Barcelona’s last scene is set on an American lake where Fred, Ted, and Dickie are enjoying a vacation with their European wives. The girls are eating hamburgers having learned, as Ted had predicted, that European scorn for hamburgers was due to the poor quality of European hamburgers which would wilt before the taste of the real thing. Misunderstandings continue, however. Dickie is with Aurora, but one thing puzzles him. “She keeps asking me about my ‘underwear’—and then smirking—as if I’m supposed to know what she’s talking about…. What are ‘weekends of fun?’” Stillman’s stage direction reads: Fred, surprised, looks at Ted. Ted doesn’t seem very surprised. “Oh, that,” Ted says. “Montserrat was the same way. Apparently it’s some Barcelona girl thing.” Fred has suffered partial loss of memory from the shooting and nods. “It does sound familiar.”
Earlier in the movie Ted explodes when he finds out that Fred has told Montserrat the same story about him. “Just once,” he tells Fred angrily, “I’d like to go out with a girl not convinced that I’m encased in black leather underwear.” Fred looks up from his newspaper, puzzled. “That bothers you?” Ted replies, “The exact same story, over and over again!” “Well,” Fred protests, “it’s not exactly the same. I always vary it a little.” Fred’s defense is simple. Without Fred’s stories, “Do you think any even mildly cool trade-show girl would give you the time of day?”
Stillman’s direction indicates that this time Ted, not Fred, is the source of the story. Ted has told it to interest Aurora in Dickie, who is a good businessman but boring. Ted then explains the advantages of life with a European. “You see, one of the great things about getting involved with someone from another country–you can’t take it personally. What’s really terrific is that when we act in ways which might objectively be considered incredibly obnoxious or annoying—(and Fred and Dickie nod), they don’t get upset at all, they don’t take it personally, they just assume it’s some national characteristic.” Fred assents, “Cosa de gringos.” As the movie ends, the three men “stand on the lodge terrace with thoughtful expressions, pensively sipping their beers, nodding in agreement, looking out toward the Lake. Inside someone puts on music.”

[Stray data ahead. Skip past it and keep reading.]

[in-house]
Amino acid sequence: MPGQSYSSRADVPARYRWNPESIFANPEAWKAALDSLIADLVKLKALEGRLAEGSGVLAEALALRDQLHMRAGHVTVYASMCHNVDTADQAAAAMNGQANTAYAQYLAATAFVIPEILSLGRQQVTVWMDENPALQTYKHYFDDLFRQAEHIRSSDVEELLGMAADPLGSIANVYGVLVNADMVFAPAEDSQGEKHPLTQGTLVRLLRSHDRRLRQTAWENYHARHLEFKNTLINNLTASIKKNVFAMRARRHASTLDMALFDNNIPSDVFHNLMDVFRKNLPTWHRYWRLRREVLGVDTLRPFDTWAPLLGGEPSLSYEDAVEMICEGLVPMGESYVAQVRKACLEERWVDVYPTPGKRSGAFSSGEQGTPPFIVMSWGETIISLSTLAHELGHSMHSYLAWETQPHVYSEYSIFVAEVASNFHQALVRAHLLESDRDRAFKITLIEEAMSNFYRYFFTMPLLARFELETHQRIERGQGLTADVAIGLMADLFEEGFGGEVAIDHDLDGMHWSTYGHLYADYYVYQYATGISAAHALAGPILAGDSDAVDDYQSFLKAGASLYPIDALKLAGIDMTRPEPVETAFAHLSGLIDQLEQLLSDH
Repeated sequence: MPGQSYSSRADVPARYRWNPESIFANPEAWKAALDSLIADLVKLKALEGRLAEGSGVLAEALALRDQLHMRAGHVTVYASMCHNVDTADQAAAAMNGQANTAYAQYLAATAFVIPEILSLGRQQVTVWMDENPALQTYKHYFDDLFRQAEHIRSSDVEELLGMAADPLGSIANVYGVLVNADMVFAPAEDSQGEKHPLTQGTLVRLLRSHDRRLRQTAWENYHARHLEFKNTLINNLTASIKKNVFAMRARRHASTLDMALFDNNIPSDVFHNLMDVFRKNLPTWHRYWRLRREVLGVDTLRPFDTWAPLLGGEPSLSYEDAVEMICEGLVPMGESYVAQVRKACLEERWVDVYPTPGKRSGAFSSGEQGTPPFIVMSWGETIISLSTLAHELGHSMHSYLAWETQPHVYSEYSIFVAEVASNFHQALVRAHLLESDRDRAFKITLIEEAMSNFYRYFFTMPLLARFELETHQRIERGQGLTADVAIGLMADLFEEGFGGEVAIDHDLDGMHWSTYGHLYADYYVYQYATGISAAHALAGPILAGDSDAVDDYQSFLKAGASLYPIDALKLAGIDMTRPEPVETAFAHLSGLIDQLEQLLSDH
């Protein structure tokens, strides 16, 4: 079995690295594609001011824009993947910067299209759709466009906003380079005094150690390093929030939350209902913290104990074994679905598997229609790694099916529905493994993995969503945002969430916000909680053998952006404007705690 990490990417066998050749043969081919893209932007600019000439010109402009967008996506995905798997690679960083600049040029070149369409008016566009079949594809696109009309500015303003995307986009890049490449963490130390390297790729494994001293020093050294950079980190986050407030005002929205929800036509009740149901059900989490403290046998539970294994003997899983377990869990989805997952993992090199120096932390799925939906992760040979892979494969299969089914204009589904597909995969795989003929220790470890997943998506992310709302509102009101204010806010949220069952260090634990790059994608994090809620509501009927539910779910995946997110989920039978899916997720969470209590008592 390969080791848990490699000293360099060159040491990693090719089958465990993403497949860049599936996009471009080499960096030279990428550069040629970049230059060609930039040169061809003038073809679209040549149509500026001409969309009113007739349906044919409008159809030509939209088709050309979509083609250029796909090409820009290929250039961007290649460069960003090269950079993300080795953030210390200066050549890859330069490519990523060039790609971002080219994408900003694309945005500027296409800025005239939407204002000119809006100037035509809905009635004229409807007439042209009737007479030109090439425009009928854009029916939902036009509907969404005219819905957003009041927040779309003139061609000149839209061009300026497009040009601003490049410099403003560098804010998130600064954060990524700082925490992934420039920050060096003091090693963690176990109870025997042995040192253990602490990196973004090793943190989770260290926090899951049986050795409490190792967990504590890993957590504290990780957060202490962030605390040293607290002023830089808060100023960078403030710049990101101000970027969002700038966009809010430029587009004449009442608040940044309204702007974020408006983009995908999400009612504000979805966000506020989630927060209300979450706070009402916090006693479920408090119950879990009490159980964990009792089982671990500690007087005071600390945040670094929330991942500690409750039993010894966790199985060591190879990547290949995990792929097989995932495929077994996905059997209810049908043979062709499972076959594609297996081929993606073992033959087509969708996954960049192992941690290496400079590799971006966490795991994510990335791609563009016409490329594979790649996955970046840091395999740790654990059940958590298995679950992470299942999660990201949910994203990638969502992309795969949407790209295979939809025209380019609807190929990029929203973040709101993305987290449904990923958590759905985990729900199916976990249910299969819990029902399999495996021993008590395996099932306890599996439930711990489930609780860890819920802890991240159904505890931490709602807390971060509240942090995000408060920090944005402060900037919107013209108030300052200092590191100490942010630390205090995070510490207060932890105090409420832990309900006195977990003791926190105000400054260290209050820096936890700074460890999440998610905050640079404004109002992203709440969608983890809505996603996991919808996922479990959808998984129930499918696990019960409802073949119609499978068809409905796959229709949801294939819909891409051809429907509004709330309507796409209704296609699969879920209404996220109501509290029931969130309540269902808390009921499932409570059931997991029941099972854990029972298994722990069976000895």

The ending is perhaps an homage to the end of Mike Nichols’ The Graduate, which Fred in Barcelona remembers to his cousin as follows: “Katherine Ross has just married this really cool guy—tall, blond, very popular, the ‘make-out king’ of his fraternity at Berkeley—when this obnoxious Dustin Hoffman character shows up and starts pounding on the glass at the back of the church, acting like a total asshole. Does Katherine Ross tell Dustin Hoffman, ‘Get lost, creep. I’m a married woman.’ No–she runs off with him, on a bus. That’s the reality.” Fred’s faulty memory omits the movie’s last shot. As Hoffman and Ross sit down in the back of the bus, excited by her escape from a conventional marriage, they find they have nothing to say to one another. They stare forward as Simon and Garfunkel sing “The Sounds of Silence.” Their marriage will be as mired in silent incomprehension as their parents’ marriages, the fate they are running away from.
It is a famous scene, and if “That’s the reality,” a much better argument against marriage than what Fred remembers. In Barcelona’s last shot, the European women are inside enjoying their hamburgers and fantasizing about their American mates’ sexual peculiarities. The American men are outside, sipping beer and appreciating “what’s really terrific” about mutual incomprehension, nodding silently as music starts to play.
Ted’s intelligence and his commitment to the traditions he understands, sales and religion, have given him success in business, where blunt honesty and a straightforward reading of the text lead to success. In romance, however, Fred was on to part of the truth. Americans and Europeans, indeed, men and women, can never fully understand one another. Of course, Ramon’s political paranoia must be rejected and the cool trade-show girls must learn to bite, if not the proverbial bullet, at least the American hamburger. They must, however, be allowed their illusions. Illusion, not blunt truth telling, is essential for romance and mutual misunderstanding can sometimes be a blessing. Ted has learned how to get for himself and his friends a happy ending that combines the best part of America, work, and the best part of Europe, life. For Ted and his friends, Goethe’s words are true. “Amerika, du hast es besser!”
*I quote here and hereafter from Stillman’s shooting script, which was published in Barcelona and Metropolitan: Tales of Two Cities (Faber and Faber, 1994).